The black heels I had worn the eight hours to and from our friend's memorial service were discarded, pushed to the back seat, and in their place were a supple pair of woolly slip-ons. As incongruous as my dark dress, black cardigan, and chignon were with these house shoes, they did not draw undue attention from the other refugees inside, many of whom had on similar attire.
My daughter and I headed for the restrooms while my husband yawned and stretched his arms at the jerky counter that lined an entire wall. Every flavor imagined for jerky in all of the history of the meat eating world presented itself in this carnivore's paradise.
Once inside the bathroom stall, I wriggled out of as much as I could that was constricting while remaining mostly decent. I stuffed the discards into my purse before heading back out.
The aroma of cinnamon roasted cashews and peanuts drew us over to the station where nut chefs poured finished product into large, warm paper cones.
In the next aisle, a man with a day's stubble on his face animatedly waved his arms and talked with someone in Spanish on a cell phone. "I'm driving as fast as I can, woman! I'll be home by morning!"
A plump woman holding the hand of a sleepy eyed girl already in pajamas perused the smorgasbord of homemade fudge available at another sprawling counter. "It's not for me," she explained to the teen-aged clerk. "You see, I'm taking it home for..."
We moved to one of the checkouts staffed by unfailingly cheery workers. "And how has your day been? Do you have long to travel?" she chirped as we smiled. Back out into the parking lot, a large caravan of trucks pulling horse trailers had circled their quarry and the drivers, some still with spurs on, gingerly stretched their denim clad legs.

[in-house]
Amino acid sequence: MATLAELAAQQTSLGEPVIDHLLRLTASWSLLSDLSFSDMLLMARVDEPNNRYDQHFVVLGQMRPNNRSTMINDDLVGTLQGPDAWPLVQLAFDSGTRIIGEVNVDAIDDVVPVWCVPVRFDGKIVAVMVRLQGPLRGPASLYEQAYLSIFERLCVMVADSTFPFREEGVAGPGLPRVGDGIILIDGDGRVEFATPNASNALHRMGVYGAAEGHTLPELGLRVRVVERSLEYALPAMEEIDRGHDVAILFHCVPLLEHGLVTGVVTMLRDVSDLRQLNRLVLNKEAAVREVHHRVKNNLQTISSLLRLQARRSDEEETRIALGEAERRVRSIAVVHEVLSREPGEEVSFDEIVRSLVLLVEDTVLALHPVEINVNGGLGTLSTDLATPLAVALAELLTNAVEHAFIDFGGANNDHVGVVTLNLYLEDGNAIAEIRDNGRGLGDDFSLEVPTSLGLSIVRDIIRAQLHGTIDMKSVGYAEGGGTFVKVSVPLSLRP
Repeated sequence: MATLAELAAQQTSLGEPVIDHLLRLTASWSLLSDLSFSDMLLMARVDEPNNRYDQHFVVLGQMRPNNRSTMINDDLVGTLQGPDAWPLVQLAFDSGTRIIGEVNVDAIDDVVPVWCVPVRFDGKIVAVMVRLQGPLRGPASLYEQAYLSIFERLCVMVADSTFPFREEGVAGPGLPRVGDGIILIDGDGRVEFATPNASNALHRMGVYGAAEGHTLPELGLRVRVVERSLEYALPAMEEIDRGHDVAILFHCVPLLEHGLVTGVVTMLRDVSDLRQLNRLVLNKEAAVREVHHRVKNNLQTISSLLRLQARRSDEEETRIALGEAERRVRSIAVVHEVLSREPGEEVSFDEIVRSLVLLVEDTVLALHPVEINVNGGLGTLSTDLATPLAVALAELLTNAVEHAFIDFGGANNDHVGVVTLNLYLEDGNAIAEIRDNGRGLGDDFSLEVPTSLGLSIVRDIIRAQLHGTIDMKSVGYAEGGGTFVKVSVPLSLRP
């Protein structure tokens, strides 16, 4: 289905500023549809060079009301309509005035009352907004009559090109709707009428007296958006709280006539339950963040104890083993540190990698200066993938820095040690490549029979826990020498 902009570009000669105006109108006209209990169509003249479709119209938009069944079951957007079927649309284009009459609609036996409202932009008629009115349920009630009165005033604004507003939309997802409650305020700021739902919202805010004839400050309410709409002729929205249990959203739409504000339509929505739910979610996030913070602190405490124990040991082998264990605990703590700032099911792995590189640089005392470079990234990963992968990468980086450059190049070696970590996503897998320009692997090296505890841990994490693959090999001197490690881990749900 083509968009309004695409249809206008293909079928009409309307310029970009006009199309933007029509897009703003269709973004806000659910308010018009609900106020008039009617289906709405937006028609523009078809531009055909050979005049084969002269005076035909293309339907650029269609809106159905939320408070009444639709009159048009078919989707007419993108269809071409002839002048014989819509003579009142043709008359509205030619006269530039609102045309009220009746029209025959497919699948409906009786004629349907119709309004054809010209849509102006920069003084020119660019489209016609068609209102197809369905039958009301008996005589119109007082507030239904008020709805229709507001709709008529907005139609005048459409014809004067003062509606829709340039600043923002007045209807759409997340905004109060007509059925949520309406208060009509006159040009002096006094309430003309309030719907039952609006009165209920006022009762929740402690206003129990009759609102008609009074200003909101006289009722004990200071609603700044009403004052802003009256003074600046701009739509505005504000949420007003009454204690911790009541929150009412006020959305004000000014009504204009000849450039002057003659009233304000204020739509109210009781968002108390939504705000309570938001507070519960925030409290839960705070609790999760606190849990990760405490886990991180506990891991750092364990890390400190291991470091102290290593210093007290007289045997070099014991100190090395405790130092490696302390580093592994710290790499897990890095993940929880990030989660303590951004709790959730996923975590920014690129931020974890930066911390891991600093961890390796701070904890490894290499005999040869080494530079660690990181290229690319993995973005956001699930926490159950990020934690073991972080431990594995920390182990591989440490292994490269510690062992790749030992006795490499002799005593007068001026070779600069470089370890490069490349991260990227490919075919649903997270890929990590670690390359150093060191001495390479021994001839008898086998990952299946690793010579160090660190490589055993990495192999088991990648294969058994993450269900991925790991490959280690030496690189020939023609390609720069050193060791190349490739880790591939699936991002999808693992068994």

A man with silver hair and a tanned, lined face, pumped gas into the tank of a Lexus while a curly haired woman in the passenger seat pulled at her purse with her door half open. She quietly moved behind him and suddenly squeezed her arms around his back. Surprised, he turned, laughed, and gave her a quick kiss before she walked into the store. He grinned and watched her until she disappeared inside.
My husband was just putting the gas cap back into place by the time I had finished arranging things in the front seat. Parked next to us was a luxury horse trailer, replete with air conditioning, a small satellite receiver, and slide outs, more costly than our first home.
The velvety muzzle of a palomino mare poked out the open side door of the trailer. I put my hand close and she sniffed and then nickered softly, deep down in her throat. As I stepped back into the car, she shook her head, tossing her blonde mane from side to side, signifying her impatience at the whole waiting process.
"You and me both, girl," I smiled to myself as we pulled out onto the highway again, headed to our casa.
And no matter who you are, or how far away you've landed, there's a little piece inside that's always working to get back home.
Buc-ee's is a legendary place to stop in Texas when drivers need a break from the road. They are famous for their astonishing array of food, their clean restrooms, and the sheer size of the stores.
Here is a link: Buc-ee's